This festive Red Borscht (‘Barszcz Czerwony’, pronon.”Barscht Chervone”) is a rich, earthy beet soup – and a star of the Christmas Eve dinner table.
It’s secret lies in fermented beet kvass (we call it beet ‘zakwas’) and a proper vegetable stock. To pump up the festive aromas even more, we’re adding dried wild mushrooms, marjoram, smoked prunes and juniper berries.
For the full list of ingredients & detailed instructions, please see the recipe card at the end of this post. But before you scroll, there’s important stuff to know below.
Polish Christmas Eve dinner is traditionally meat- and dairy- free, and so this Red Borscht follows this custom as well.
Do you need any special ingredients to make this Red Borscht?
Yes, there’s a key ingredient that cannot be easily replaced – Fermented Beetroot Juice, or what we call ‘Zakwas Buraczany’ in Polish.
It’s unlikely you’ll find it available outside of Poland, although you could try asking in a Polish Deli. Luckily, it’s very easy to make at home.
Here’s a detailed recipe for a homemade Beet Kvass / Zakwas (👈 click for a recipe).
Some home cooks try to use vinegar as a substitute, but please don’t go that route. The difference in taste is massive. Instead of subtle, earthy notes of beets you get an unpleasant acidic hit of vinegar – not cool.
How should you serve this Beet Borscht?
Here in Poland, various Beet Borscht soups are very popular and served for lunch or dinner throughout the year.
But this specific recipe is a bit more special – it’s traditionally a part of the twelve-dish Christmas Eve supper. Since no meat or dairy is allowed that night, this Borscht is completely vegan.
The soup is served with one (or more) of the following sides:
- ‘Uszka’ – tiny dumplings
- ‘Paszteciki’ – small yeast pasties
- ‘Kulebiak’- large stuffed pastry (known as coulibiac)
- ‘Krokiety’ – Polish-style croquettes (breaded crêpes/thin pancakes with filling)
All of the above are filled with a meat-free stuffing, usually with wild mushrooms and/or sauerkraut.
If you’re not up for an elaborate side dish, here’s an idea: serve this soup with baguette slices, buttered and topped with pan-fried slices of white mushrooms.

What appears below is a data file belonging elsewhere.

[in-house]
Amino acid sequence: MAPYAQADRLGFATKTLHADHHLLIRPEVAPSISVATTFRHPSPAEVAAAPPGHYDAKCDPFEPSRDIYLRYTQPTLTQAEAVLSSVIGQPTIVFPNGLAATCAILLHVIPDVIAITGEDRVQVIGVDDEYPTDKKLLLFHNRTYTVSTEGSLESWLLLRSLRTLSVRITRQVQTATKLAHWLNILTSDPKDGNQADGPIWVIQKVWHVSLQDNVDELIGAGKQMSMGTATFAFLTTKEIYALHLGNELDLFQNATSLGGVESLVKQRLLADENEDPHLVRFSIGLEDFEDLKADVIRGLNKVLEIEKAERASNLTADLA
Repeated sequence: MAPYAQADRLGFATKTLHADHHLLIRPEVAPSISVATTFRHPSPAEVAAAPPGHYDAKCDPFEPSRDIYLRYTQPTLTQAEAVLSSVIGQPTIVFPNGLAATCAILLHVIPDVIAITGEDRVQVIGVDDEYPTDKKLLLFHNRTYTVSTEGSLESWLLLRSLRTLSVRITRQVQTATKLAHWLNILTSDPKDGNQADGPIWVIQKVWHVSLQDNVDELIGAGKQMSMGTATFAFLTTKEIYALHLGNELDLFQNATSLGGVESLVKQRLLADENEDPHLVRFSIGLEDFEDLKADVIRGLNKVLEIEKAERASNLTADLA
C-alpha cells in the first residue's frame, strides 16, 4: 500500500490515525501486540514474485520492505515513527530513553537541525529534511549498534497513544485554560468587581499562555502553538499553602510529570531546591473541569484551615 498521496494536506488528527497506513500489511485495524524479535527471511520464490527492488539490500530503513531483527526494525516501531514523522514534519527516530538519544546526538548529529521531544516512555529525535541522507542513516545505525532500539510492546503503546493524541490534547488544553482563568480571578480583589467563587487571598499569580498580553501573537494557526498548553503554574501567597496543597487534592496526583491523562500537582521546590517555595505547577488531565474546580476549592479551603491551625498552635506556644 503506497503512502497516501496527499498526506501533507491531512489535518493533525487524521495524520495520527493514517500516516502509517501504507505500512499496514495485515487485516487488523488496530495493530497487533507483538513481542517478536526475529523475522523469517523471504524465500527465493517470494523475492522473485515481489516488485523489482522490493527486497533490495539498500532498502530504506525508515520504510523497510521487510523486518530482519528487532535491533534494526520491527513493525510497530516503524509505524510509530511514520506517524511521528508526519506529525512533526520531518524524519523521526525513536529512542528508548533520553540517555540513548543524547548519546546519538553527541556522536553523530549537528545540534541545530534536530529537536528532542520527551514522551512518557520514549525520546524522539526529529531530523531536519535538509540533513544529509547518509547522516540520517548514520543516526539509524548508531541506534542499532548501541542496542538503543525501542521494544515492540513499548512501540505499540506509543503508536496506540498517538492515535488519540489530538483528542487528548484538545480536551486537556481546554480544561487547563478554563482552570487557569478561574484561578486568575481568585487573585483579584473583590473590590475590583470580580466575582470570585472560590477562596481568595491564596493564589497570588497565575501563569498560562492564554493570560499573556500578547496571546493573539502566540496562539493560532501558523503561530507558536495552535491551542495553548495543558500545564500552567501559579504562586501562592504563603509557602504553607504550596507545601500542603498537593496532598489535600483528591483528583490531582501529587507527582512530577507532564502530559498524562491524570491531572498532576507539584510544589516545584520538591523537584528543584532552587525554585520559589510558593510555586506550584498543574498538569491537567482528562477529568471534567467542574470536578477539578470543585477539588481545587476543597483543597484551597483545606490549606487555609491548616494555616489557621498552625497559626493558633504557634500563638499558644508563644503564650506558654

Can you make this Christmas Borscht another way?
Yes, you can cook it quicker.
I like to roast all the vegetables first, because that makes the stock richer and more fragrant. But you can skip the whole roasting process and drop all the veggies straight into a pot with water. That’s how it’s done in most recipes.
If you’re not avoiding meat, you can use a meat stock instead. Poultry, beef, anything goes.
What diets is this Red Borscht soup suitable for?
Just like all recipes for a Polish Christmas Eve, this recipe is suitable for vegans (it’s meat, dairy and egg-free). The soup itself is gluten-free as well, but the most popular side dishes contain grains.
How long can you keep this Red Borscht in the fridge?
Once the soup is served, ideally you should eat it within 3 hours.
To store, allow the leftovers to cool and refrigerate in a container with a lid. You can keep leftovers of Red Borscht in the fridge for up to 7 days.
Can I freeze this Vegan Borscht?
Yes, you can – but consider if it’s worth it, because:
- The soup stores well in the fridge (for up to 7 days), and…
- The key ingredient (Beet Kvass / Zakwas) can be made weeks in advance. That means you can ferment the beets first, and then cook the rest on Christmas Eve (or a day before).
When freezing Red Borscht, make sure to do so as soon as it cools down completely. Pour it into a freezer-friendly container and label it with a description and the date.
How do I reheat this Red Borscht?
When reheating this soup, avoid microwaving or bringing the soup to a boil. It causes a loss of flavour and a loss of the lovely, burgundy colour. The friendly bacteria (from fermented beets) die in high temperatures as well.
From chilled: Pour the soup into a cooking pot and reheat over a “low” heat. Make sure it doesn’t boil, switch it off after the very first signs of ‘bubbling’. Serve warm.
From frozen: Thaw the soup in the fridge overnight. Reheat as outlined above, slowly, over a low heat until hot – but not boiling.
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